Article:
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High Yield Debt

Jay M. Sakalo

It is no surprise to anyone involved in the restructuring community that bankruptcy filings continue to decline. As reported by the American Bankruptcy Institute, corporate chapter 11 filings have decreased 34 percent since 2013.

The theories for the decreased filings abound, including concerns over the cost, the unpredictability and the improving economy. While each of these views has merit, one additional market phenomena that cannot be overlooked is the continued strength in the high-yield [née, junk bond] market and its interplay with the other factors mentioned above.

Despite recent withdrawals from the high-yield market by retail investors, large institutional investors continue to view the high-yield market as a buying opportunity. Even with recent market interruptions caused by international events in Israel, Ukraine and Iraq, the prices on high-yield bonds have risen lately, likely indicating a further move into the junk bond market by large hedge funds and institutional funds.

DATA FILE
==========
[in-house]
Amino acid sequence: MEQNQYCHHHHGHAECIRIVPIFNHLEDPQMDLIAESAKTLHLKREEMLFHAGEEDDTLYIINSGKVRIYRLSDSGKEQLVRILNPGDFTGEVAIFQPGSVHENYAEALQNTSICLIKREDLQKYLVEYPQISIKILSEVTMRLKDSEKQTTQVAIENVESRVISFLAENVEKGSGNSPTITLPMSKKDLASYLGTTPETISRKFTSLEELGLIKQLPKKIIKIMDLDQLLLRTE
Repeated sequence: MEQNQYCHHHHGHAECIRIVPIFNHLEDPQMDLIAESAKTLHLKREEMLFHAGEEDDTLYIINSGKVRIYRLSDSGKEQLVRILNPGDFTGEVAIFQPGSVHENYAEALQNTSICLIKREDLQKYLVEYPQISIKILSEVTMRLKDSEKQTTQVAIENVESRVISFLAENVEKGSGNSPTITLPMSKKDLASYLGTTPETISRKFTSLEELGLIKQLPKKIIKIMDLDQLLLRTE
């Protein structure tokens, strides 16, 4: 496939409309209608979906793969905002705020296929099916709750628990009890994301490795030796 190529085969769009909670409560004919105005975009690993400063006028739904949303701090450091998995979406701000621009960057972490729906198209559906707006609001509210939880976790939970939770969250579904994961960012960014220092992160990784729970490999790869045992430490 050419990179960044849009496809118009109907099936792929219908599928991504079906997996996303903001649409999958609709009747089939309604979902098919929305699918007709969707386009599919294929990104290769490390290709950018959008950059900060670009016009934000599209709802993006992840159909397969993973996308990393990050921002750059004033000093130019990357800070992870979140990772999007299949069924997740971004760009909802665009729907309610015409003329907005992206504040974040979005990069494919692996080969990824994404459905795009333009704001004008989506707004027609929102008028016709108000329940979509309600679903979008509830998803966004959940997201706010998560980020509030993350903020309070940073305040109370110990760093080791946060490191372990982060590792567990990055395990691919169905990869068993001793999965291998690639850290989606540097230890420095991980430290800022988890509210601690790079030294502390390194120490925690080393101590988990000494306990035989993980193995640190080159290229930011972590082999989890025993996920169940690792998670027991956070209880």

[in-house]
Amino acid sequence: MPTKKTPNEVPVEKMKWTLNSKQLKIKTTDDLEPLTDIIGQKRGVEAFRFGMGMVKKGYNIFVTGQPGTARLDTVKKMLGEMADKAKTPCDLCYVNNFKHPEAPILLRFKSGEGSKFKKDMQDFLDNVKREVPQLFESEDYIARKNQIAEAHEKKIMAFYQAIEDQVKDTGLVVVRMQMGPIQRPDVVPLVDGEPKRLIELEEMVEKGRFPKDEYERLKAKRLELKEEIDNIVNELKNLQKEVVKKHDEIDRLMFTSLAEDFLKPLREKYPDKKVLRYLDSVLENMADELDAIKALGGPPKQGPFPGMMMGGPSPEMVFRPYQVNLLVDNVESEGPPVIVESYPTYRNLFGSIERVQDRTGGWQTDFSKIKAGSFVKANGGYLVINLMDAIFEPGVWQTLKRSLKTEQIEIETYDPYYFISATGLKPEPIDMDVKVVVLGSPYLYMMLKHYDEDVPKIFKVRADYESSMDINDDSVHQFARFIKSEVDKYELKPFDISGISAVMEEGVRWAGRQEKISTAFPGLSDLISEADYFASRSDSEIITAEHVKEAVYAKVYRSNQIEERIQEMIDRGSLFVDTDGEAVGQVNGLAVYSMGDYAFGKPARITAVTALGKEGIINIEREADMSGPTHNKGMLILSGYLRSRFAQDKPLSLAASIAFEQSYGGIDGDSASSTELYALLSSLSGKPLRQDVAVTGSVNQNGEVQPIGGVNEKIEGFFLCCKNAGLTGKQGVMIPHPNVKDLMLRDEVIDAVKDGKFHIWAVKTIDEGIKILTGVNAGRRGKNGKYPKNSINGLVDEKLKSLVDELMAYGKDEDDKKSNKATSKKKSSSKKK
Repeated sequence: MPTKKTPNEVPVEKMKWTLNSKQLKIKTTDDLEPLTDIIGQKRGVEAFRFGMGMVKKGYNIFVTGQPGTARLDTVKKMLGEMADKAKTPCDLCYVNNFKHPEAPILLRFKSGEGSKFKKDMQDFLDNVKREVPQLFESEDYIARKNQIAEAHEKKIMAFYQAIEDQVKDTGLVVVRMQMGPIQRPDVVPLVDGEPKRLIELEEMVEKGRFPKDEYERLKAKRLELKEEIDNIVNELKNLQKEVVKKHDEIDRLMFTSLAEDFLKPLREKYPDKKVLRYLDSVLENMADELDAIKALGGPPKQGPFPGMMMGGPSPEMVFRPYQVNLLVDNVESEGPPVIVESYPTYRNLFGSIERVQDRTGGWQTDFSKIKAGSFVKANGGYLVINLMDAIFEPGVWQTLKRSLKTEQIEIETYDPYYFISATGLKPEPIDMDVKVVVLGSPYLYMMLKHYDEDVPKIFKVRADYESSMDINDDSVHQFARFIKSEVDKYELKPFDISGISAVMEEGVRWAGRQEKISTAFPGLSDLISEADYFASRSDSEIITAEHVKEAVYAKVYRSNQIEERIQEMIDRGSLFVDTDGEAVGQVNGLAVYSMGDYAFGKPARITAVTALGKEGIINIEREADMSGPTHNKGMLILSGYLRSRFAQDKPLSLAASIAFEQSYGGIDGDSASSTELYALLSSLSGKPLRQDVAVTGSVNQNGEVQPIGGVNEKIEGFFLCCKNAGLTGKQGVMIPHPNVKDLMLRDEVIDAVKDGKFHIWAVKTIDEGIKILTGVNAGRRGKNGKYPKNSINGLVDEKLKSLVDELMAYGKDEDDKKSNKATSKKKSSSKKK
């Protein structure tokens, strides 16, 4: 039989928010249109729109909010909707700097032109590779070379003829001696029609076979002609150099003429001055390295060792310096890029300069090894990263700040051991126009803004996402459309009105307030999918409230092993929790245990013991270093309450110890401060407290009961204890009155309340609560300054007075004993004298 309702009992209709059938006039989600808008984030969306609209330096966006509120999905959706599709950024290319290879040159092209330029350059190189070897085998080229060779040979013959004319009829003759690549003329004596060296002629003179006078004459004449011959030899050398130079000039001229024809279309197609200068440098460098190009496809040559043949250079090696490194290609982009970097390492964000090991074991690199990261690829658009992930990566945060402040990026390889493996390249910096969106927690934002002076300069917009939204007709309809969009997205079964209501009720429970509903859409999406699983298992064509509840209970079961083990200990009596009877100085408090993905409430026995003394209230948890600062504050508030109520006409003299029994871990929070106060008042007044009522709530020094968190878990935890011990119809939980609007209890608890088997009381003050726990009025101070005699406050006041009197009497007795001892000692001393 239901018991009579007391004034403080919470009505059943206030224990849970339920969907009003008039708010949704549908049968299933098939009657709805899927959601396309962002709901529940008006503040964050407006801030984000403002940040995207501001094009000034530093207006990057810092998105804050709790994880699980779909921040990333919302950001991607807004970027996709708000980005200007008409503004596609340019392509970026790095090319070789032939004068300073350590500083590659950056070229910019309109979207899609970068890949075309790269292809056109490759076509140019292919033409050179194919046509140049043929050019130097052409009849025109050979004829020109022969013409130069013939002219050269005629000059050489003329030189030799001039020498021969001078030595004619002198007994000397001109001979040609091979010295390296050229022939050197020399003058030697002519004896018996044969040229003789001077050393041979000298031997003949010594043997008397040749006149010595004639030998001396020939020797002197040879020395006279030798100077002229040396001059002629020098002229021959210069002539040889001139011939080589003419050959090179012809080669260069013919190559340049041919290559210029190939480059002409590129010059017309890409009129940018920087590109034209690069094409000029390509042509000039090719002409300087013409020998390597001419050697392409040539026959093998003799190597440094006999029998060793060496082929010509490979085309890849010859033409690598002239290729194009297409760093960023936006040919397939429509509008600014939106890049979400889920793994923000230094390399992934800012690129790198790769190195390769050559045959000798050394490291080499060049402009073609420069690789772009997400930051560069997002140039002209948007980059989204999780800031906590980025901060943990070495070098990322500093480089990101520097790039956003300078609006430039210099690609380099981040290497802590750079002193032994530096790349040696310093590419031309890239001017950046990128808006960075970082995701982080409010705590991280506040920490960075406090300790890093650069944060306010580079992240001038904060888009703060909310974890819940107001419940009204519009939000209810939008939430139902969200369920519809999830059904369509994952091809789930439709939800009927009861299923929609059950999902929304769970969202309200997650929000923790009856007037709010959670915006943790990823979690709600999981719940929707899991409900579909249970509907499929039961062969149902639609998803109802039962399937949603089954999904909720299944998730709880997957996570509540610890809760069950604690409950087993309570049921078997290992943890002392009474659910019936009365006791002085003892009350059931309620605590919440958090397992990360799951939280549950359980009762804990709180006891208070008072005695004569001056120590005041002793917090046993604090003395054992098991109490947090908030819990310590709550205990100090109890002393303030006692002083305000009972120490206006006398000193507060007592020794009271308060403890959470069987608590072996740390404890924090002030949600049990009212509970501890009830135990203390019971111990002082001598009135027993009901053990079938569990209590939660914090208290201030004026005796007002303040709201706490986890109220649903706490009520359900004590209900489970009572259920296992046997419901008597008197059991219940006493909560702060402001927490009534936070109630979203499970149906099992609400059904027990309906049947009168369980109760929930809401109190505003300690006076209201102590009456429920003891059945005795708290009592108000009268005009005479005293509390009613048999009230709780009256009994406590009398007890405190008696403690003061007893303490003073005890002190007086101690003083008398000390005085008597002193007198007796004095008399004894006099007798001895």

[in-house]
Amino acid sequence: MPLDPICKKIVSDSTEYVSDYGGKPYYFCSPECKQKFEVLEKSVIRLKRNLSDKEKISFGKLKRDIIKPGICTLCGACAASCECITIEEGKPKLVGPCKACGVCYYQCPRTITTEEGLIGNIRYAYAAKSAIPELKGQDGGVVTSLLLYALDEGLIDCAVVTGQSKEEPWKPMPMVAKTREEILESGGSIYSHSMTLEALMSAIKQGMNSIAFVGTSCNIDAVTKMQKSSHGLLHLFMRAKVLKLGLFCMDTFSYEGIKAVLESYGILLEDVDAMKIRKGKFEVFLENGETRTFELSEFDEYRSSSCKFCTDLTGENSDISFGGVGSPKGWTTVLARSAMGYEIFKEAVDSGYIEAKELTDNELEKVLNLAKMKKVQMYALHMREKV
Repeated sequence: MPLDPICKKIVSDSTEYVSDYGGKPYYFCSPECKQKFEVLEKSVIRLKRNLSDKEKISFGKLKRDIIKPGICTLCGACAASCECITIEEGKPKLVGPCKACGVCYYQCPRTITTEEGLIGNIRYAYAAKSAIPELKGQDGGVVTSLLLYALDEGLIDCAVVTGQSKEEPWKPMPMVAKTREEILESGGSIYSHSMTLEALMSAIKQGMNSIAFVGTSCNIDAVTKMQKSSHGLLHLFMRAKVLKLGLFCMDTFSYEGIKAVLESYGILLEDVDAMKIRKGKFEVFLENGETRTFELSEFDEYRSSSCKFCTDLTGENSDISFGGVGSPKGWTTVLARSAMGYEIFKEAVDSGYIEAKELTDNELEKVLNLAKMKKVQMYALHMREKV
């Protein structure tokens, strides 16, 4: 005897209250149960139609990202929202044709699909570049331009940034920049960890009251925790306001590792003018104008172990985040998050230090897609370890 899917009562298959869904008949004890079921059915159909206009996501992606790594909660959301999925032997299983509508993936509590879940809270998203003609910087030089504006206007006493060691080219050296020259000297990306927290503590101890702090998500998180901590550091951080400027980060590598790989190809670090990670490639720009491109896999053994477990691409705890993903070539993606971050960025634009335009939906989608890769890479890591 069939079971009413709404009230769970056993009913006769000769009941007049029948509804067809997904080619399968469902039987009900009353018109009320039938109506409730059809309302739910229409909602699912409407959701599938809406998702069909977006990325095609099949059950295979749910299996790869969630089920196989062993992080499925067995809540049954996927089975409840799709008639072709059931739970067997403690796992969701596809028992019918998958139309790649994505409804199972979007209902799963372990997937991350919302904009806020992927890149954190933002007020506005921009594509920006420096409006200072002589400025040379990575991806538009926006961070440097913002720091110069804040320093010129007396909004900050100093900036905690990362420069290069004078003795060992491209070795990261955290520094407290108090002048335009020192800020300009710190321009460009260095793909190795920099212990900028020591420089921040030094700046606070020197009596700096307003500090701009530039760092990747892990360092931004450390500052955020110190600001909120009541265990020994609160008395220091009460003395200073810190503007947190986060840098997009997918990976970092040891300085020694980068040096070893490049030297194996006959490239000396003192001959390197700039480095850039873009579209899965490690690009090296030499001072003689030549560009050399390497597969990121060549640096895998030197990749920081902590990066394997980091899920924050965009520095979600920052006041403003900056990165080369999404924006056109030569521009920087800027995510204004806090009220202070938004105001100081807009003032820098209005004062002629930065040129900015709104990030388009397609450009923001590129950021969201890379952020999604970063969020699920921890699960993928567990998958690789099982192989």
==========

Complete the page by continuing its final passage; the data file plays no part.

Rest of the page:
The ongoing supply of funds into the junk bond market creates easy access to relatively cheap sources of capital for distressed borrowers. The tapping of this market has allowed many borrowers to obtain yet another chance at “turning it around” without having to formally restructure their operations in a court-supervised proceeding. So long as the high-yield market continues its frothiness, we should expect to see the access to such capital have a tangible impact on the decreased number of bankruptcy filings nationwide.